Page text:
Lycoming Audubon announces Christmas Bird Count results

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Twenty-one members of the Lycoming Audubon Society ventured out on a relatively warm Dec. 21, 2013, to participate in the 114th annual Christmas Bird Count. Participants tallied 61 species, a “typical” number for the Williamsport Christmas Bird Count.

The decent weather probably didn’t impact the count results too much, besides letting the participants stay out a little longer than they would on a cold day.

A variety of interesting species were reported, including a large variety of waterfowl. Diving ducks such as the common goldeneye, canvasback, greater scaup and bufflehead were reported on the Susquehanna River in Williamsport. These birds typically spend most of their time in large bays and rivers but a few typically winter along the Susquehanna River in Williamsport. American black duck, mallard, common merganser, horned grebe and Canada goose also were recorded.

A record seven bald eagles were observed. Another conservation success story, the peregrine falcon, also was reported. The couple that nested under the Market Street Bridge last summer were found along the Susquehanna River and another individual was reported in the Muncy area.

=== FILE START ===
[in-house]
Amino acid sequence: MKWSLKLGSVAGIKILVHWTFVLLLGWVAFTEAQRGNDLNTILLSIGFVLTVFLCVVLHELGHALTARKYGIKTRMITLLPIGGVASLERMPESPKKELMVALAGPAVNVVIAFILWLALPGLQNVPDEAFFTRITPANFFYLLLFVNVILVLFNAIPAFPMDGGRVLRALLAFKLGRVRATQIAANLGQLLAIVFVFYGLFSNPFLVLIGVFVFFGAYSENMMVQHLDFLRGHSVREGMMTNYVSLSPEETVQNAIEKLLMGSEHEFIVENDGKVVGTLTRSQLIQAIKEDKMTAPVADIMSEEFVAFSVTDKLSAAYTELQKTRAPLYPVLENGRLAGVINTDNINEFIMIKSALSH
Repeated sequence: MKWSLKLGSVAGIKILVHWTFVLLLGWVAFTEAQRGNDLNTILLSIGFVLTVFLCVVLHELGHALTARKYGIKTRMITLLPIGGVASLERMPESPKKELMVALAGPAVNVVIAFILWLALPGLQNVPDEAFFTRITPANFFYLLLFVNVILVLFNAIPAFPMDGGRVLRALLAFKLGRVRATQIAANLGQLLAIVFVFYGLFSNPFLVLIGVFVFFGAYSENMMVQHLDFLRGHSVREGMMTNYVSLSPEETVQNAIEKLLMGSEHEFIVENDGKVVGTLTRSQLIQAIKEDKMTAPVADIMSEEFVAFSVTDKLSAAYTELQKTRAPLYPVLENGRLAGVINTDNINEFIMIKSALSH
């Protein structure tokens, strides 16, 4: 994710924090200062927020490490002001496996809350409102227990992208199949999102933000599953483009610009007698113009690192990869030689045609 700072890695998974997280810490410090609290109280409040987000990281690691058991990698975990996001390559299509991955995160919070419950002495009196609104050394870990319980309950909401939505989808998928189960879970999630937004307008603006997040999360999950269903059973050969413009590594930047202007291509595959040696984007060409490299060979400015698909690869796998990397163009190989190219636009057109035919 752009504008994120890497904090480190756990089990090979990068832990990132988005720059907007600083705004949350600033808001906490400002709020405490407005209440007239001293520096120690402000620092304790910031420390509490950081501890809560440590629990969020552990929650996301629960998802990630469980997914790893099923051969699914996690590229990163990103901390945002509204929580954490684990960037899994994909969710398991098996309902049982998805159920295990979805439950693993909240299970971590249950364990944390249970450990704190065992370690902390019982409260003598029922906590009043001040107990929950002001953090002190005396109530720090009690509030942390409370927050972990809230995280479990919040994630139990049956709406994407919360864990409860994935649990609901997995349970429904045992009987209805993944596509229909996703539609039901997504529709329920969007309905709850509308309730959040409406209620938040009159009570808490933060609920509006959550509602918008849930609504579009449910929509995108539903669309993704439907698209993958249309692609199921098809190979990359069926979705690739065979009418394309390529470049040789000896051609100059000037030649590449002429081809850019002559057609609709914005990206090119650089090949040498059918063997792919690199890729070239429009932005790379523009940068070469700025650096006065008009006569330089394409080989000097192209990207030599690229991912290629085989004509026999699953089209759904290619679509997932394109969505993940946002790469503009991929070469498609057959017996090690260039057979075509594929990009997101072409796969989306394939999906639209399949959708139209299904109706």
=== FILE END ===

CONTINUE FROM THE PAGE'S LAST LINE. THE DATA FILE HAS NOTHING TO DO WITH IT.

Another interesting sighting were nine black vultures in the Montgomery area. Typically a “southern” species, these birds are being reported more and more in central Pennsylvania, especially during the winter, evidence of their range expansion.

Gray catbird and yellow-rumped warbler were recorded. These “half-hardy” species sometimes will winter in Pennsylvania but most migrate to the southern United States for the winter. Both birds depend on insects as their main food source but also feed heavily on berries, especially during cold snaps.

The group also conducted a Christmas Bird Count in northern Lycoming County. Highlights were three snow buntings, five rough-legged hawks and a bald eagle. Snow buntings and rough-legged hawks both nest in the Arctic but migrate south in the winter in search of more plentiful food supplies. The two species typically are found in open areas, such as agricultural fields, that resemble their Arctic homes.

Watchers said they surprisingly did not record any snowy owls, despite the irruption of the owls throughout the northeastern United States.

Anyone who has seen a snowy owl is asked to report it to the Lycoming Audubon Society via email at